At a Glance
- NASA’s Phoenix lander has uncovered what may be ice on Mars.
- Though we are already aware of significant amounts of ice on Mars, any new discovery of water excites evolutionists, who are eagerly looking for extraterrestrial life.
It looks like ice and it acts like ice, but is NASA “red hot” on this claim or ice cold?
BBC News reports on a discovery that NASA’s Phoenix lander uncovered—literally—last week on the red planet.
Echoing news from earlier this month, the Phoenix team believes the lander may have located ice just beneath the planet’s surface, in a trench dug by the craft. The initial photo of the trench showed “[c]hunks of a bright material,” but in a photo four Martian days later, the chunks have vanished. The team’s explanation is that the chunks were ice, which has since vaporized.
The University of Arizona–Tucson’s Peter Smith, who is Phoenix’s principal investigator, explained, “It must be ice. These little clumps completely disappearing over the course of a few days, that is perfect evidence that it’s ice.”
According to Smith, the bright material was initially thought by some to be salt, but since salt can’t evaporate, ice is now the best-fit conclusion.
This find has been corroborated by another trench dug by Phoenix. Digging there stopped when Phoenix ran into a hard layer just under the soil—at the same depth as the hypothesized ice in the other trench. What’s more, the soil features appear similar to those in permafrost areas of Earth, where permafrost in the soil expands and contracts as temperatures cycle.
If Nasa has indeed found (more) ice on Mars, it would not be a major surprise for young-earth creationists.1 After all, we’ve known for a long time that there is plenty of ice on Mars (in the polar ice caps) and that a permafrost layer probably extends considerably beyond the ice caps.2
In fact, this particular icy discovery should cause a cold feeling for evolutionists, who would much prefer to find liquid water but instead have found only this scant evidence of subsurface ice. And of course, the very idea that liquid or frozen water on Mars is a “big thing” comes straight from the evolutionary faith that where there’s water, life will follow. In fact, that’s the entire premise of today’s Martian landers.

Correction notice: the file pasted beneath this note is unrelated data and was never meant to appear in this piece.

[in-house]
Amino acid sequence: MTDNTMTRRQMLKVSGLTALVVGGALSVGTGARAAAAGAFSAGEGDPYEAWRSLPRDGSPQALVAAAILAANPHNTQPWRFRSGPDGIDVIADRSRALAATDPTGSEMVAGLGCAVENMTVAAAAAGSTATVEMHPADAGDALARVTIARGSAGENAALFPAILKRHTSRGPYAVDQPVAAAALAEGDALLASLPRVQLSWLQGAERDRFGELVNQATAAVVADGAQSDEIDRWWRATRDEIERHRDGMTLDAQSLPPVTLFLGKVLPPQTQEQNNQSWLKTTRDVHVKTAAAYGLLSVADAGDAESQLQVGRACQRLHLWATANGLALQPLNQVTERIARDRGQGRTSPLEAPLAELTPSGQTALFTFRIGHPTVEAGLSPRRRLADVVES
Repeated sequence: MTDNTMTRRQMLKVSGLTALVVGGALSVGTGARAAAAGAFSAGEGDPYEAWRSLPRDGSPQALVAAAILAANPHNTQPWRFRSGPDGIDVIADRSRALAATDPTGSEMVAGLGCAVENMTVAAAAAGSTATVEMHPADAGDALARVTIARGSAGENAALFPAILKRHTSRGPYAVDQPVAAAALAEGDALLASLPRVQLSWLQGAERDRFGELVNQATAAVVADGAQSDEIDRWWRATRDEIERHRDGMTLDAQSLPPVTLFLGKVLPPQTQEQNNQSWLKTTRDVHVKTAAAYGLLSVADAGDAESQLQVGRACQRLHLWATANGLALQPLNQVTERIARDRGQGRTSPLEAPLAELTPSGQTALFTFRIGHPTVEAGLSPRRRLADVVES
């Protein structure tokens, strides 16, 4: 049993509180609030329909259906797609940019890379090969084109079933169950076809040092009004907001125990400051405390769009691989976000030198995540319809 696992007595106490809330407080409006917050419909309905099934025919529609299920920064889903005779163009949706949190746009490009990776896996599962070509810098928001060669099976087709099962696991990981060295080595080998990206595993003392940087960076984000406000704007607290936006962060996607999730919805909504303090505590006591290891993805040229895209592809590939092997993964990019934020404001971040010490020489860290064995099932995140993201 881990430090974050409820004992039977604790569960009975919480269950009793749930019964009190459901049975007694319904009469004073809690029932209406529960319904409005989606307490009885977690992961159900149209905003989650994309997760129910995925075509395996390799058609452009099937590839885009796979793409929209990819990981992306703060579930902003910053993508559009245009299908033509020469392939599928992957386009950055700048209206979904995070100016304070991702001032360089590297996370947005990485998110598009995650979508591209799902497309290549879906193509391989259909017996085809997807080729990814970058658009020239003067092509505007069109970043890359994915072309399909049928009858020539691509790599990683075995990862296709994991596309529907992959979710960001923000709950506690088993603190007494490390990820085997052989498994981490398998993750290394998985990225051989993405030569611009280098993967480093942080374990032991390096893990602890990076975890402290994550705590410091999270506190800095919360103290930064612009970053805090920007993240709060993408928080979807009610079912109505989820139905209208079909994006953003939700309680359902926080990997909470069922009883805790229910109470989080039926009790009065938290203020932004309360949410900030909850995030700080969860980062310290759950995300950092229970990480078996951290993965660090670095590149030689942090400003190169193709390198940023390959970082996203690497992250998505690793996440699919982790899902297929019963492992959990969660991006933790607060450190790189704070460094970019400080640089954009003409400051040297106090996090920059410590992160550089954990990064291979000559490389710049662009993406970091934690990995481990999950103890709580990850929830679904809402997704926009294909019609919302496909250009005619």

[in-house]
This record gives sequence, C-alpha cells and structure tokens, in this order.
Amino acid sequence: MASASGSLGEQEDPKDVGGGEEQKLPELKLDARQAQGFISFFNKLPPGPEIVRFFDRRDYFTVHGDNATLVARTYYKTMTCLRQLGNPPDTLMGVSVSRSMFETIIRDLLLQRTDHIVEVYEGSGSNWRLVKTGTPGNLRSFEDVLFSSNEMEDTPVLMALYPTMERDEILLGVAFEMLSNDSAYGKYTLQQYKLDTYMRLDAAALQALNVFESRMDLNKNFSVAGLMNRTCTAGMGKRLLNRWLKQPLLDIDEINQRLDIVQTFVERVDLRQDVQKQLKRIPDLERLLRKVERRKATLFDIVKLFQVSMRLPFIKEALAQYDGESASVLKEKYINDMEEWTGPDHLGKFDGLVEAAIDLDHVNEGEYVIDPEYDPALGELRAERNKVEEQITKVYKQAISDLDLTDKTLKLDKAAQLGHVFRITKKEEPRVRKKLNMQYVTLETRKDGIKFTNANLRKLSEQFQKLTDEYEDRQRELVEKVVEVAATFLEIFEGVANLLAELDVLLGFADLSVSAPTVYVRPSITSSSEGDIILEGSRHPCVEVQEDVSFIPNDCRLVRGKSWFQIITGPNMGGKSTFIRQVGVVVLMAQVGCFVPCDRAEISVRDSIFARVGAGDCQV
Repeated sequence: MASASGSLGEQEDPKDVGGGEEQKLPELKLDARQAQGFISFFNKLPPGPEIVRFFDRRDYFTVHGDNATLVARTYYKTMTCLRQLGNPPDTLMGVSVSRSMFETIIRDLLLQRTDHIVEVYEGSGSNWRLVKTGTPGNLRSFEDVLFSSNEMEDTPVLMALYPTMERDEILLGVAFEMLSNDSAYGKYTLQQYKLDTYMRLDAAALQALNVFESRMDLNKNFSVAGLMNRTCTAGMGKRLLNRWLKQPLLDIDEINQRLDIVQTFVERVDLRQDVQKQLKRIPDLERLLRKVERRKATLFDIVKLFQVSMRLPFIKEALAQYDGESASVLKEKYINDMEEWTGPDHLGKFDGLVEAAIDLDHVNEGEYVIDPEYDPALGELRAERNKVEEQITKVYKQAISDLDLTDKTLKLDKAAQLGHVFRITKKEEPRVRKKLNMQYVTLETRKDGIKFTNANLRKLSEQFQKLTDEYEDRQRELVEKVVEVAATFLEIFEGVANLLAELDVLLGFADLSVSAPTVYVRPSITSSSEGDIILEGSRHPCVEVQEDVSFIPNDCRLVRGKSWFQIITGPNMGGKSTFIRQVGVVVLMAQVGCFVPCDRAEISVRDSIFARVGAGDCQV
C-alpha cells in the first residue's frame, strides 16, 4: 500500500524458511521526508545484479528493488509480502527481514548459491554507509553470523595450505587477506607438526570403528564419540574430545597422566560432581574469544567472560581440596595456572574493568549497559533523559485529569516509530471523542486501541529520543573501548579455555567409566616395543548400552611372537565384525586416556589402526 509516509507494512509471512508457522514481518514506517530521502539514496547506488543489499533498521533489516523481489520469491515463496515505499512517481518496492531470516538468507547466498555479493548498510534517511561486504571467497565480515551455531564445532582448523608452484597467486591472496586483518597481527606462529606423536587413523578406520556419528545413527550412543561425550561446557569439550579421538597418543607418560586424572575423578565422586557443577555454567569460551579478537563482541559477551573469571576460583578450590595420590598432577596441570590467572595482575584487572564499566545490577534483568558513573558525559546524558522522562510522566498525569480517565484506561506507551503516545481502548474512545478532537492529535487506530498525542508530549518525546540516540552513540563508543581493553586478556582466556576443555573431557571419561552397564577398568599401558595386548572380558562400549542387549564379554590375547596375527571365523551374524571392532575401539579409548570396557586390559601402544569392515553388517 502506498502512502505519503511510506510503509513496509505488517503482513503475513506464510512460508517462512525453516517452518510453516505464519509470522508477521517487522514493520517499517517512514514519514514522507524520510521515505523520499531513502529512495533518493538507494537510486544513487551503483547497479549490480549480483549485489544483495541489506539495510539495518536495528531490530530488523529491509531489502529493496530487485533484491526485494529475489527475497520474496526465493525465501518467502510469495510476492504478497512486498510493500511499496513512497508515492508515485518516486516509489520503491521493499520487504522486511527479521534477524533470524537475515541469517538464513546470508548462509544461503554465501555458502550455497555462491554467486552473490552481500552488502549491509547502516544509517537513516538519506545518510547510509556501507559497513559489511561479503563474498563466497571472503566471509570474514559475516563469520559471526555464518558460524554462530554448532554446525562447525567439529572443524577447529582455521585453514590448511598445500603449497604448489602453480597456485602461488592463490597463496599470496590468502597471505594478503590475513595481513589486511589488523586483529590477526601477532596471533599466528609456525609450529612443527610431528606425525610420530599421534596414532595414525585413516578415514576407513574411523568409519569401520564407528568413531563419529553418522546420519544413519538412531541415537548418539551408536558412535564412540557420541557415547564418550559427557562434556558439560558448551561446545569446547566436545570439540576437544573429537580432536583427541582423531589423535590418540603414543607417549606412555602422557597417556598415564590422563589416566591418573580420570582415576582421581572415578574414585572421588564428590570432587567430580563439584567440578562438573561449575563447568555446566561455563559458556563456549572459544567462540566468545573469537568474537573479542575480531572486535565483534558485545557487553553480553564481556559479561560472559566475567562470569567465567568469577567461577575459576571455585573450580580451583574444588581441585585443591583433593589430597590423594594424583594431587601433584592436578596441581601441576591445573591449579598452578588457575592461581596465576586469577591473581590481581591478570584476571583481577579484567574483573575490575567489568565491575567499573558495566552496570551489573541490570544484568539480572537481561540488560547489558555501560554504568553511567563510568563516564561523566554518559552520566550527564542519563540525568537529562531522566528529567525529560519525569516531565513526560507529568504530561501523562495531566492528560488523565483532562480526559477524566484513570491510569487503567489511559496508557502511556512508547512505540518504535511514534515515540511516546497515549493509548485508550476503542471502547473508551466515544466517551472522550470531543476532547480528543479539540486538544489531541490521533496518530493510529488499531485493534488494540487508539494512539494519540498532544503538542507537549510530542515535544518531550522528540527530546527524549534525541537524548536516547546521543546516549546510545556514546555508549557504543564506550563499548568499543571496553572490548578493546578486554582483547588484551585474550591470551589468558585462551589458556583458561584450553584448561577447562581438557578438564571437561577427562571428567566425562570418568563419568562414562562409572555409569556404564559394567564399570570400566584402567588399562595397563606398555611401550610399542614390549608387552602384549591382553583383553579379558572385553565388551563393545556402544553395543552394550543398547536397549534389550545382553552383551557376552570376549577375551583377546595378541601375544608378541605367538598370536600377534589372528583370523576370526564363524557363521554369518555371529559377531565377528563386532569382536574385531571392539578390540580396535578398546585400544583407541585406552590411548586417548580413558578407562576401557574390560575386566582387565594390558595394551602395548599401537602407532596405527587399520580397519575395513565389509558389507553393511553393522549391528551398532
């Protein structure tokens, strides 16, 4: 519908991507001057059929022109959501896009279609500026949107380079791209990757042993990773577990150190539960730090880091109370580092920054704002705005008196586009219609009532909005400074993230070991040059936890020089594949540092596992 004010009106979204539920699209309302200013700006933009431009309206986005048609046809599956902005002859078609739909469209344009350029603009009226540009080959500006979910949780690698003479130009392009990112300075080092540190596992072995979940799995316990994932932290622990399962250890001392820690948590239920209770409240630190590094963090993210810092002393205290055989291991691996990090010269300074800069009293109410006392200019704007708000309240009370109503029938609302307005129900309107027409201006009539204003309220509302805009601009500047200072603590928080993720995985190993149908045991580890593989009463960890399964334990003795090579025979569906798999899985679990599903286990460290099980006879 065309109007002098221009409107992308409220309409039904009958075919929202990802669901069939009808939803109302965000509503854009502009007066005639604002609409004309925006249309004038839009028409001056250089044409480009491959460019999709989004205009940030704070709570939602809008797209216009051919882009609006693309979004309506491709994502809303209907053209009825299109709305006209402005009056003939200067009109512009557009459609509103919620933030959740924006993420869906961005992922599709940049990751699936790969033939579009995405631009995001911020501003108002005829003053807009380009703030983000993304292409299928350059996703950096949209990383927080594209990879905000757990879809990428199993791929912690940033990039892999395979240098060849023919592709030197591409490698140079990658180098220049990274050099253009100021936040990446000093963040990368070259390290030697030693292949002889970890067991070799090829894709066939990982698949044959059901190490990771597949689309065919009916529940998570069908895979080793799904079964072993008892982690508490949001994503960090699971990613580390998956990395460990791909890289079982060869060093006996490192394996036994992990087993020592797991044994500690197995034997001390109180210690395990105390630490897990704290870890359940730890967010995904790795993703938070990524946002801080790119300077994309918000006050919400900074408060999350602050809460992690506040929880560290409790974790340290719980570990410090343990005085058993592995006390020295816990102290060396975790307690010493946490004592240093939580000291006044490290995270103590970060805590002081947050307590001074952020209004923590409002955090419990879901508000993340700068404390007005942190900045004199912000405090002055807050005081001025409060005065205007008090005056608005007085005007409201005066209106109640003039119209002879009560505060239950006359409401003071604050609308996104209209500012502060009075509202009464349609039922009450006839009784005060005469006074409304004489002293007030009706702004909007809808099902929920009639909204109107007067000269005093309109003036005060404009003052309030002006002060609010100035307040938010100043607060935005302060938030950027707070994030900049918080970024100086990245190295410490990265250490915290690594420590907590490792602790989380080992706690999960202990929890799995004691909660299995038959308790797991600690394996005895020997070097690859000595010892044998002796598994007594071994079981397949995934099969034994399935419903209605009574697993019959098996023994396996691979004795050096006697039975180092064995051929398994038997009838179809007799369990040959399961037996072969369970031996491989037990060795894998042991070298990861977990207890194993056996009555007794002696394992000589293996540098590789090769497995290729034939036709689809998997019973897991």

The ice on Mars may possibly be, in part, a frozen remnant of a global Mars flood, which has been theorized by some creationists to have occurred near the same time as Noah’s flood—perhaps even as an extension of it. Even today, the Martian ice caps contain enough water to cover the entire Martian surface if the ice were to melt.3
Though we always must remain vigilant to prevent atheistic, evolutionary ideas from intruding into the biblical worldview, we could even consider the hypothesis that before the time of the Flood, Mars was much nearer to Earth’s climate—perhaps even habitable from the start. Was our solar system created to be an extension of exploration for Adam and his descendants, with the Curse and the Flood extending their effects beyond Earth? Were other planets even created with a non-life (according to the Bible) “organosubstrate” that nonetheless would be considered proof of evolution were it discovered?
Since the focus of God’s plan occurs on planet Earth—and since nearly every chapter of the Bible takes place somewhere on planet Earth4—when it comes to astronomy, creationists have a basic framework in which to research and explore but few revealed details. This doesn’t mean we can rewrite what God’s Word clearly teaches—that the entire universe dates back only 6,000 or so years, with most of the universe having been created on Day 4 of Creation Week. But looking to the heavens gives us a great opportunity to research, theorize, and sit in awe of God’s majesty and creation—and, as is the case more and more today, exercise our critical thinking skills.